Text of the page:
The statement, ‘we can’t sell tickets’ is false. It can be complex, but when it comes to community theatres run by volunteers without marketing skills, it’s false, and here’s why.

You are not marketing your shows! You think you are because you post a few things on social media, maybe spend money on print ads in your local newspaper and badger the cast to sell more tickets but, from experience, I can almost guarantee that YOU ARE NOT MARKETING AND THAT FEW PEOPLE KNOW THAT YOUR SHOW/COMPANY EXISTS.

The mistake people make is thinking that the world is no bigger than their own – “I think this way therefore everyone else does. I know the show is on, I’ve posted on facebook so everyone else knows what I know.”

FALSE. WRONG. NO. NO. NO!

Marketing 101 – Do not market to yourself! And, I’m sorry, but that is exactly what you are doing. Please, please, for the love of all the gaff tape you have used in your career, stop making decisions based on these assumptions.

Improve your marketing first. You haven’t even scratched the surface of ticket sales yet, I guarantee it. It doesn’t matter what the show is. I’ve sold thousands of seats to Gilbert and Sullivan, Rogers and Hammerstein through to contemporary theatre simply with good, basic and inexpensive marketing techniques. Learn the basics, do the basics consistently. Everything else is a bonus but not necessarily sustainable.

DISCLAIMER: I still can’t sell crap! End of conversation.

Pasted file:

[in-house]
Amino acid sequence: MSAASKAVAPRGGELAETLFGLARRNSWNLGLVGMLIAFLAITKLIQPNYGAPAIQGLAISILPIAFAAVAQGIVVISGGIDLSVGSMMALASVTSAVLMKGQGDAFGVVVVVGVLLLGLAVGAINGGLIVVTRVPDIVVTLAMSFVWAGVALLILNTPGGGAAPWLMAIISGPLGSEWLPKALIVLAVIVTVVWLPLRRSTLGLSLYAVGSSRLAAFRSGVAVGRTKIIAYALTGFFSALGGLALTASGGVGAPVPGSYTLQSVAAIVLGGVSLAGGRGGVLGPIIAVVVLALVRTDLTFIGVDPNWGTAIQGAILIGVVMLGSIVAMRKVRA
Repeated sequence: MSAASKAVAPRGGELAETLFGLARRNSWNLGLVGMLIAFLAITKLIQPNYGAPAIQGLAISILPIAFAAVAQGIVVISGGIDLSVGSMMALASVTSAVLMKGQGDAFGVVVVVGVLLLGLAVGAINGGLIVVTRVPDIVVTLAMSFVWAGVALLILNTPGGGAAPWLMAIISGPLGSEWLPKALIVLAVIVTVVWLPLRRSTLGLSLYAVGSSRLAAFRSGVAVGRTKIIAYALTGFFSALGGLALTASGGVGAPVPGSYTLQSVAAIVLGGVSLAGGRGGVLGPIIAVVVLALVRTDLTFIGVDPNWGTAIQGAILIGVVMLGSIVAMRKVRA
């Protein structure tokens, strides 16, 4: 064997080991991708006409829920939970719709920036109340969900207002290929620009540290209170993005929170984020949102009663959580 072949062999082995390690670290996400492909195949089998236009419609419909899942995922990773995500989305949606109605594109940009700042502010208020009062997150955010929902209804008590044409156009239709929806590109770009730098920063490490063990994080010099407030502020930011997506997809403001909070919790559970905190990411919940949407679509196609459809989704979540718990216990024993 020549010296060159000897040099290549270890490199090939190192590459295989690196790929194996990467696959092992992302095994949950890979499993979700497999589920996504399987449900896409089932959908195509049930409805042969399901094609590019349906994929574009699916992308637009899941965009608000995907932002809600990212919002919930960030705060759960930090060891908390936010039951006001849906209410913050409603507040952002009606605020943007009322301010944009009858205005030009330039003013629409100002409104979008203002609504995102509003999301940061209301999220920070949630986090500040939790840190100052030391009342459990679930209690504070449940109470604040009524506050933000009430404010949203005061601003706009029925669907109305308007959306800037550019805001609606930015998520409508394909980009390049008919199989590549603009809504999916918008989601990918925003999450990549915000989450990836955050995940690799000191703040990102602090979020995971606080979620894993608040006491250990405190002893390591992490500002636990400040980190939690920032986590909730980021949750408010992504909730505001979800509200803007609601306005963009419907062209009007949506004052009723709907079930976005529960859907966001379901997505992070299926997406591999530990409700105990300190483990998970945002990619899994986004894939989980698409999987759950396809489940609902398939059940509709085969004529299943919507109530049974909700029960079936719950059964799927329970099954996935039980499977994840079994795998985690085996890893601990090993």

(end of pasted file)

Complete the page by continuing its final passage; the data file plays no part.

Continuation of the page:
Stepping back to what’s really important!

Our theatre communities are all different and extremely valuable, making up a smorgasbord of creativity that provides training and companionship, a place for our creativity to thrive and even explore the potential of making it a profession. Size does NOT matter. Bigger is not better. It’s simply different. Whether your season is a series of plays, musicals or cabaret, or whether you perform in a 90 seat hall or a 500 seat theatre, know that you are family to thousands of creatives who need to feel accepted, challenged and seen.

I do not want to be part of a local theatre community that is embarrassed about their amateur status, who feel the need to be better than everyone else or want to be considered ‘professional’, and fail to cultivate a culture of belonging, joy and humility.

I want to be part of something great, but that greatness comes from all of us working together to do our best, not from a company driving their cast and volunteers to be a product, simply for the purpose of selling tickets and satisfying individual egos.

Actors and creatives who have worked with me could tell you that I love the people I work with, I will challenge them and expect them to challenge themselves, I will protect them and I will fight for their joy in what they are doing, but I will never waste their time telling them what they want to hear, only what I believe will make them better – for their sakes.

I love you, community theatre. You are joy, family and passion.

Don’t forget who you are and what you are worth.

It’s everything.

Sher.

 

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Gaff Tape Fixes Everything and Other Advice for New Theatre Performers.

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Dear New Theatre Performer,

Welcome to the mad and wonderful world of community theatre. We’re glad you’re here to put your own mark on the stage. Your enthusiasm reminds us of our own beginnings –

  • the first time an audience laughed at our lines.